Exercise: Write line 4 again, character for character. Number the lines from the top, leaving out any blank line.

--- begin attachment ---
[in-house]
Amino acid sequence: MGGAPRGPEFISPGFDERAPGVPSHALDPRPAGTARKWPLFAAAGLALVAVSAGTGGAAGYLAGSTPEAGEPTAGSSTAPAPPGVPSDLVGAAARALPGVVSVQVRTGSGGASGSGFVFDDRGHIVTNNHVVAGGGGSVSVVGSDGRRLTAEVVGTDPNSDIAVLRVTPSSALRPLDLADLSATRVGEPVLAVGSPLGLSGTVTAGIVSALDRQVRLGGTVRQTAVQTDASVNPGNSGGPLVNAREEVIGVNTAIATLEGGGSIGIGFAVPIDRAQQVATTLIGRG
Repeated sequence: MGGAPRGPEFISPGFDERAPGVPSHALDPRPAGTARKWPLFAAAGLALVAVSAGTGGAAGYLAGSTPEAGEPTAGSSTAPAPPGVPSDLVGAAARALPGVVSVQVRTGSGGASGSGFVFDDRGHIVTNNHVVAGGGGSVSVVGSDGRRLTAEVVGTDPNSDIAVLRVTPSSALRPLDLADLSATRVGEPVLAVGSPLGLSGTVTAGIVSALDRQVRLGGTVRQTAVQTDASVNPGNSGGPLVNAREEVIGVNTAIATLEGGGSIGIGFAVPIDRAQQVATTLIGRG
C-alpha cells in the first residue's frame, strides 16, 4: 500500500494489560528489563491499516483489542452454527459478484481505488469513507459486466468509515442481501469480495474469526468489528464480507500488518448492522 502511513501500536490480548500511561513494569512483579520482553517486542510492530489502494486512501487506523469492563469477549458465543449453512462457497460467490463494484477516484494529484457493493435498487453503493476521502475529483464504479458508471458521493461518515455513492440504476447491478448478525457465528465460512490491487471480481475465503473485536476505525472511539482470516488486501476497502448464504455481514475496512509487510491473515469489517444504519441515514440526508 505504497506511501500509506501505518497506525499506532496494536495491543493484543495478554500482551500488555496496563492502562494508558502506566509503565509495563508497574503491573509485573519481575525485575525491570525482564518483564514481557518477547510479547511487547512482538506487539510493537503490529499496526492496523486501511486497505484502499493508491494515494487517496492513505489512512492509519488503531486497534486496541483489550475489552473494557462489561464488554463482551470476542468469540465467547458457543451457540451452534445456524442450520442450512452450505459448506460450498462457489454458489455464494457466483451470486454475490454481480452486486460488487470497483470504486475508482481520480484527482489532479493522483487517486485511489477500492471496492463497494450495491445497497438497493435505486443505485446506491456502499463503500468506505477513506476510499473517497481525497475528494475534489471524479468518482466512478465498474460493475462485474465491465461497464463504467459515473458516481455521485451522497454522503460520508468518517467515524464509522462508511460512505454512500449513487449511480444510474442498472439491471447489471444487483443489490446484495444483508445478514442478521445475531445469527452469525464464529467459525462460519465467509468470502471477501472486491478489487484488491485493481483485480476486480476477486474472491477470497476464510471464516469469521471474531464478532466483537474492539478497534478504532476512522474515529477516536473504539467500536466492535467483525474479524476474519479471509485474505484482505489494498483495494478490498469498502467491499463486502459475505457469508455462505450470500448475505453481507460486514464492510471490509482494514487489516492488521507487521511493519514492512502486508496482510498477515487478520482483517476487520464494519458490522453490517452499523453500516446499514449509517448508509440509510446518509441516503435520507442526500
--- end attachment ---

C-alpha cells in the first residue's frame, strides 16, 4: 500500500494489560528489563491499516483489542452454527459478484481505488469513507459486466468509515442481501469480495474469526468489528464480507500488518448492522 502511513501500536490480548500511561513494569512483579520482553517486542510492530489502494486512501487506523469492563469477549458465543449453512462457497460467490463494484477516484494529484457493493435498487453503493476521502475529483464504479458508471458521493461518515455513492440504476447491478448478525457465528465460512490491487471480481475465503473485536476505525472511539482470516488486501476497502448464504455481514475496512509487510491473515469489517444504519441515514440526508 505504497506511501500509506501505518497506525499506532496494536495491543493484543495478554500482551500488555496496563492502562494508558502506566509503565509495563508497574503491573509485573519481575525485575525491570525482564518483564514481557518477547510479547511487547512482538506487539510493537503490529499496526492496523486501511486497505484502499493508491494515494487517496492513505489512512492509519488503531486497534486496541483489550475489552473494557462489561464488554463482551470476542468469540465467547458457543451457540451452534445456524442450520442450512452450505459448506460450498462457489454458489455464494457466483451470486454475490454481480452486486460488487470497483470504486475508482481520480484527482489532479493522483487517486485511489477500492471496492463497494450495491445497497438497493435505486443505485446506491456502499463503500468506505477513506476510499473517497481525497475528494475534489471524479468518482466512478465498474460493475462485474465491465461497464463504467459515473458516481455521485451522497454522503460520508468518517467515524464509522462508511460512505454512500449513487449511480444510474442498472439491471447489471444487483443489490446484495444483508445478514442478521445475531445469527452469525464464529467459525462460519465467509468470502471477501472486491478489487484488491485493481483485480476486480476477486474472491477470497476464510471464516469469521471474531464478532466483537474492539478497534478504532476512522474515529477516536473504539467500536466492535467483525474479524476474519479471509485474505484482505489494498483495494478490498469498502467491499463486502459475505457469508455462505450470500448475505453481507460486514464492510471490509482494514487489516492488521507487521511493519514492512502486508496482510498477515487478520482483517476487520464494519458490522453490517452499523453500516446499514449509517448508509440509510446518509441516503435520507442526500